Have You Seen Sea Turtles Laying Eggs in Suriname?


1Photo Author Mariko Russel

What tourist attraction comes to your mind when you hear about Suriname? If you are like me, in the beginning you would respond by “Suriname? Gee, I really cannot make any concrete images in my mind….”  Then you go to your laptop to do some Internet search, coming up with ideas like “visiting nature resorts surrounded by virgin forests” or “take a boat ride up the Suriname River to enjoy visits to interior villages.”  Alternatively you may think of “just enjoying the multi-ethnic, multi-cultural, multi-religious city of Paramaribo.”  Right? All of the above are fine options. However, as a resident specialist in Suriname, I am endowed with opportunities to explore different places to go and things to see in this beautiful, little known country.

Did you know that you can watch sea turtles right in the act of laying eggs at some beaches in Suriname? Honestly, I did not know that those beautiful creatures came to Surinamese shores; much less it was possible to see them up close and personal! So when a group of friends organized a sea turtle watching tour and asked if I wanted to join, I was nodding yes before I knew it.

The destination was Matapica on the northern coast of Suriname, across the mouth of the Suriname River from Paramaribo, the capital city of the country.  On a fine late afternoon in May, we gathered at The Pier where the boat departs. There are no regular means of transportation to get there so you have to charter a boat. The trip towards Matapica takes about 70 minutes. We arrived around 6 pm, a little before sunset.

Here is the first thing I noticed: unlike other turtle watch spots I have been to in other countries of the world, such as Brazil, Costa Rica and Nicaragua, there are no indications that this is a turtle watch spot. In those countries there are at least some buildings where staff and volunteers work to protect turtles and/or some kind of educational facilities. But here, there is none of that; just a long stretch of beach.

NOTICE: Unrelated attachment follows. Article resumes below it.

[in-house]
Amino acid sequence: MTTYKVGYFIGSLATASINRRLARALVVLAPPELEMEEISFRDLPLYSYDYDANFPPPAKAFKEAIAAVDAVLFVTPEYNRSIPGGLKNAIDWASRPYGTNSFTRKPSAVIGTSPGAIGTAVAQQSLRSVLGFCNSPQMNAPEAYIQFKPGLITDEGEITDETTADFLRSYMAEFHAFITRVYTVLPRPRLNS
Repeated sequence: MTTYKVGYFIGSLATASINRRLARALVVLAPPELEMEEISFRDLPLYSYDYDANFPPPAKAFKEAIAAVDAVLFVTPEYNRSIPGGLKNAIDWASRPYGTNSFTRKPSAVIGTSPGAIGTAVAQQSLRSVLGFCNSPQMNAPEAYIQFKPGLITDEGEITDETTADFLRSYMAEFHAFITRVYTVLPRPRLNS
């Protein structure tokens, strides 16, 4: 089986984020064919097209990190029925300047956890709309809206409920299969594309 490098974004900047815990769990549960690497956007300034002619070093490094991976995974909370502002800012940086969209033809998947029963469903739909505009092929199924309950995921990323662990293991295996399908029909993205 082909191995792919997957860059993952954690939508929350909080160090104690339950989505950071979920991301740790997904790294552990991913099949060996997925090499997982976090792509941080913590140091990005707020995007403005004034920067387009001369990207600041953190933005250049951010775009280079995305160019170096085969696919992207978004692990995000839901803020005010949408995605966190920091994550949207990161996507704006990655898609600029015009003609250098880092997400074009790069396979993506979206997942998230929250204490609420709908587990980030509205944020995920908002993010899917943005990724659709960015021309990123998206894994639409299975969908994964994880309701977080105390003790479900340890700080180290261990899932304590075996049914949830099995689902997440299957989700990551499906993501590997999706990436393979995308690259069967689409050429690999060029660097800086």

Since turtles mostly come to the shore at night, we waited in a very basic shelter where we had the food and drinks we had brought with us. Although we had to deal with ferocious biting flies, we sat there for around an hour watching the beautiful sunset.

Once it was totally dark, the guide led us to walk along the beach. After we had walked at least two miles, we were told to sit on the beach and wait. While waiting, we casually looked up to the sky and were totally stunned by the incredible amount of stars; it looked as if they were practically dancing on the black background, rather than sitting there. Suddenly we heard the guide whispering to us to “be very quiet and follow me, never disturb the turtles with noise and only use red lights”. We walked slightly away from the shoreline, and there she was!  …… just finishing digging a hole, into which she laid eggs.  The way she dug was very skilful: by using her paddle-like hind flippers she made it deeper and deeper. We were careful though, because sometimes she can splash you with bunch of sand. We got closer when it was safe and calmly looked at where the red light was shone. We watched shiny ping-pong-ball-like eggs falling into the hole, all in awe and speechless.

After the tour was over the participants spoke about conservation issues. Matapica area does not seem to provide much infrastructure to protect turtles, but the remoteness and difficulty of access seem to be keeping turtles and their eggs from being poached – for now. Suriname’s economy is growing, and borders between countries are blurry when it comes to economic activities. This may pose problems to the turtles, because poorly controlled coastal development or unauthorized and illegal removal of large quantities of sand from the beach, known as beach theft, may take place, depriving turtles of possible egg-laying spots.

We wrapped up the day discussing what we can do to make this wonderful experience sustainable: tourists and residents should be educated about sea turtles’ habitats and threats to their survival; regulate coastal development so that environmental factors are taken into consideration; and create incentives for people to protect them and disincentives to poach their eggs.



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